The following is an abridged section of an essay from my collection of screenplays and ‘bonus material’ Off-Script. It’s a weird little collection: four short scripts, ranging in technical difficulty to film, a bunch of notes, and a few glossaries.
It was never going to be a best-seller.
I adapted a couple of previously published short stories into screenplays, and included one of my favourite shorts ‘A Bedtime Story’ which I explained, was in my opinion, ‘unfilmable’. The piece that follows is the first part of that essay, before I got into the story itself and why I felt that way.
Over the years there has been a whole bookshelf worth of novels and shorts that have been deemed ‘impossible to film’.
Some took up the challenge – so David Cronenberg took on Don DeLillo’s Cosmopolis, Tom Tykwer and the Wachowskis made David Mitchell’s Cloud Atlas, back in 1970, Mike Nichols and Buck Henry adapted Joseph Heller’s “Catch-22” jettisoning multiple storylines and characters along the way in order to do so. Alan Moore has refused to be associated with any attempted adaptations of his works – from League of Extraordinary Gentlemen, From Hell, through to Watchmen and anything in between.
Other literary tomes have been left…so far: the likes of House of Leaves by Mark Z Danielewski (probably my favourite book I never finished…), The Catcher in The Rye by J.D Salinger, Infinite Jest by David Foster Wallace, 2666 by Roberto Bolaño to name just a handful.
What makes a text ‘unfilmable’?
A whole bunch of reasons.
It might be the length (‘Infinite Jest’ is over 1,000 pages and even the footnotes have footnotes…), it might be structure – House of Leaves is far from straight-forward prose, but it could be theme, or subject matter, or complexity, or sprawling plots that may work on paper but not on celluloid. They may just be too damned expensive (although the steps forward with FX are making that less of an issue), or simply, like Catcher in the Rye, deemed impossible to cast.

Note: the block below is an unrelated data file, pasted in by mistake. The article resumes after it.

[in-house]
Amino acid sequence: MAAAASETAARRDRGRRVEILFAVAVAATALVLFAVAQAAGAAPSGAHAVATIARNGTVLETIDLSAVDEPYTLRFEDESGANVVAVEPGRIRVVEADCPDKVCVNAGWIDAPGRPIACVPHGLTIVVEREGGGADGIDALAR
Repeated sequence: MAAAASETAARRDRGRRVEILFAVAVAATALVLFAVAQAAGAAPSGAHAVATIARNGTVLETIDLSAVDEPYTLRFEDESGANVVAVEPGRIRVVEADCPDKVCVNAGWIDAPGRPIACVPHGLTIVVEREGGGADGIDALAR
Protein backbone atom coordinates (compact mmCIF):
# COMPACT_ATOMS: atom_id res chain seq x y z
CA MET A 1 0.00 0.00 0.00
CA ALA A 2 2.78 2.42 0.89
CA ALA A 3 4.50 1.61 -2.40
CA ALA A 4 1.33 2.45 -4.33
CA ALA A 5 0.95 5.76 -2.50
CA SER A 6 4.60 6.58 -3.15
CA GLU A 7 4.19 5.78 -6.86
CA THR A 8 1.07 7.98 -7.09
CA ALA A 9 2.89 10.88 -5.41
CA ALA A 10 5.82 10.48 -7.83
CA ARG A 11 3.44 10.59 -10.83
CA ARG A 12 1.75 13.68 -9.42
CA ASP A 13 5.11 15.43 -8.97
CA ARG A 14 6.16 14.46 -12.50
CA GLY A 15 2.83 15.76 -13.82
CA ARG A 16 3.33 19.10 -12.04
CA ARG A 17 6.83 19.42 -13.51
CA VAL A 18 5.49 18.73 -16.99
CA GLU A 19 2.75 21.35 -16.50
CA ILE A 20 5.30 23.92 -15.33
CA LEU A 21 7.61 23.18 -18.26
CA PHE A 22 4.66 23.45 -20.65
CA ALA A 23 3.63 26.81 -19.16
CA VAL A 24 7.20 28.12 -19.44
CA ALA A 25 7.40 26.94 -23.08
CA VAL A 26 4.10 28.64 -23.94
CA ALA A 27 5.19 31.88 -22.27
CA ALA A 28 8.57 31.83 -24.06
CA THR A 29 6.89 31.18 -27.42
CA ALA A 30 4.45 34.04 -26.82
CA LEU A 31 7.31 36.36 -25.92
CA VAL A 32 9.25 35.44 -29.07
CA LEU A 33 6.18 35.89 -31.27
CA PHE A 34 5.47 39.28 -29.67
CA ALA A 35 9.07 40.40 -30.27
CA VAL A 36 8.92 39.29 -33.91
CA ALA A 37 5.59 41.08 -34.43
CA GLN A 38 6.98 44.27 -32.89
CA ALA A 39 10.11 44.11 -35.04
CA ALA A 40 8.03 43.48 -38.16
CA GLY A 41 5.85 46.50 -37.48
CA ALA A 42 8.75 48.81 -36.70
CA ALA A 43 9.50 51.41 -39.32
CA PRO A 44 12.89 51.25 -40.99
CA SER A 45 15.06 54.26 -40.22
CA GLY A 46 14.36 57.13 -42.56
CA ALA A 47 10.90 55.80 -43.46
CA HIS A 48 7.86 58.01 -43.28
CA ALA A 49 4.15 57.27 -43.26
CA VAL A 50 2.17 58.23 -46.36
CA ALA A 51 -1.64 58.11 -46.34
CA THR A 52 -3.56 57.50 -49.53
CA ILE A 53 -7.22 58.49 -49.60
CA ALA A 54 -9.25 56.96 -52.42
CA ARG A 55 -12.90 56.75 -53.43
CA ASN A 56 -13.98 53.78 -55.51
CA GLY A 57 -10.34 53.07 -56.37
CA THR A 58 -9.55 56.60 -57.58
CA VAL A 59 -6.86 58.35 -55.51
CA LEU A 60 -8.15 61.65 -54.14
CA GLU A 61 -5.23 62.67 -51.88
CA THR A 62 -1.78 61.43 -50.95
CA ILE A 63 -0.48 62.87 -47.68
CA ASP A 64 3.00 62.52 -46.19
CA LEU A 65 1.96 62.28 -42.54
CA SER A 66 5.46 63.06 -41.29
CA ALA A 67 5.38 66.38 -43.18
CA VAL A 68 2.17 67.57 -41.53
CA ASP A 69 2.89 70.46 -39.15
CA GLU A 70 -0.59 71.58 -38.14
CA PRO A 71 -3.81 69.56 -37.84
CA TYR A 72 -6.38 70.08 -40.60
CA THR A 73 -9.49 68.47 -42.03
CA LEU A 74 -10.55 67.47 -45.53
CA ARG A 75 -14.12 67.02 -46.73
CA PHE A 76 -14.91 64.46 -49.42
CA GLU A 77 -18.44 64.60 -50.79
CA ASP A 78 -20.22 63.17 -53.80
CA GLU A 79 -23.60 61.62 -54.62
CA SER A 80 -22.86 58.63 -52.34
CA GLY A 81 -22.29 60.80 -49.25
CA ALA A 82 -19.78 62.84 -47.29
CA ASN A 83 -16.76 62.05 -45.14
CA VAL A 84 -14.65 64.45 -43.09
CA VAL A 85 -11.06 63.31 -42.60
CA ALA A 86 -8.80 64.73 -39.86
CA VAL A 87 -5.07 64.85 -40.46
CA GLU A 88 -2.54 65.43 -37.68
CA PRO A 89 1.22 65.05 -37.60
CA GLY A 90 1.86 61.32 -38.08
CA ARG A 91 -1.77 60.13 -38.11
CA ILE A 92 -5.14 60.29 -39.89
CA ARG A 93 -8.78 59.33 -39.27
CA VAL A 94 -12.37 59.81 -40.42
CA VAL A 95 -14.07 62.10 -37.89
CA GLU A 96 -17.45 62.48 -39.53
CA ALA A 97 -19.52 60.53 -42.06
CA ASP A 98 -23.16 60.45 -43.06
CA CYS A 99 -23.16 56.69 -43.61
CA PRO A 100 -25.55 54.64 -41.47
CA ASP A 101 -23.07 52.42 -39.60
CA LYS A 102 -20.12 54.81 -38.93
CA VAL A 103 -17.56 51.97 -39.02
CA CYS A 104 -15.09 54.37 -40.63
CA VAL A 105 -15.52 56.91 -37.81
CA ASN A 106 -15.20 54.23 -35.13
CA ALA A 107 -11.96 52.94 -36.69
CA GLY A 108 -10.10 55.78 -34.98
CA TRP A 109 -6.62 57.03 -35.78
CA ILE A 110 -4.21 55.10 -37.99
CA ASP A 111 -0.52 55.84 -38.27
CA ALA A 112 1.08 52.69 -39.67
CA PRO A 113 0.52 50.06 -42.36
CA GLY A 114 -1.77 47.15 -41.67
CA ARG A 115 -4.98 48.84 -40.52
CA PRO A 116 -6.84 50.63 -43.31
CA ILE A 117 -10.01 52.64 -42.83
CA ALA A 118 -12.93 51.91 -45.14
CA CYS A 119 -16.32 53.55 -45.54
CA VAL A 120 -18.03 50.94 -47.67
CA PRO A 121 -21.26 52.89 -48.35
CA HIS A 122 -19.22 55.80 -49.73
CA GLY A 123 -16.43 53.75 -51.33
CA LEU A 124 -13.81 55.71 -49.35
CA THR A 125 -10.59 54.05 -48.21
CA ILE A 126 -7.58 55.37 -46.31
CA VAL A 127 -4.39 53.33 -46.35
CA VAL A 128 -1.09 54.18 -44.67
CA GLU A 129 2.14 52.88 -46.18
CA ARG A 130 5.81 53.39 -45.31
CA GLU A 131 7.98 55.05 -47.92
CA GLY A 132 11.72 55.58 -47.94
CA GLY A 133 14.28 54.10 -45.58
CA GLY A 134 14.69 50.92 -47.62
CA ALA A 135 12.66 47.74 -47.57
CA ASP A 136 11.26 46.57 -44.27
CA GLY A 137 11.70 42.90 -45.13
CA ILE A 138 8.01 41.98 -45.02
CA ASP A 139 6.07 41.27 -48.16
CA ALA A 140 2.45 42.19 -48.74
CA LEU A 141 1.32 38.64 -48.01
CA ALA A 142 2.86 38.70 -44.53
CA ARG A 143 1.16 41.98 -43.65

Why do I think Bedtime Story is impossible to film?
Well, if you’ve read it you’ll see that there is a twist somewhere around halfway through the story it’s a twist that has, in various formats been played with in movies – normally revolved around either extensive use of point of view or use of actors that can accommodate the required twist.
In Bedtime Story the use of extensive point of view is not a realistic choice – using it would give away the ‘hide’ relating to both central characters that can be played around with in written text, and the audible element of it would make it a no-go anyway.
It might be possible to make the ‘twist’ something different: that the ‘twist’ is not the fact that (comments redacted as spoilers) but to my mind that’s ‘changing’ the story too much.
So, to my mind, Bedtime Story, despite being a story I care about a lot, and is probably one of the more personal stories I’ve written, will remain out of the clutches of the Hollywood machine for the foreseeable future.
If you can think of a different angle, or a way to film it while maintaining the key details and feel of the piece – have at it. I’d love to see it.
Note: I appreciate the second part of this article – edited from the original version appearing in the book to avoid plot spoilers, may feel overly cryptic.
If you’re interested in reading the original story it is discussing, or read the four screenplays I did actually write, Off Script is available for free if you have Kindle Unlimited, or for £1.99 in standard Kindle format. You can read more about it here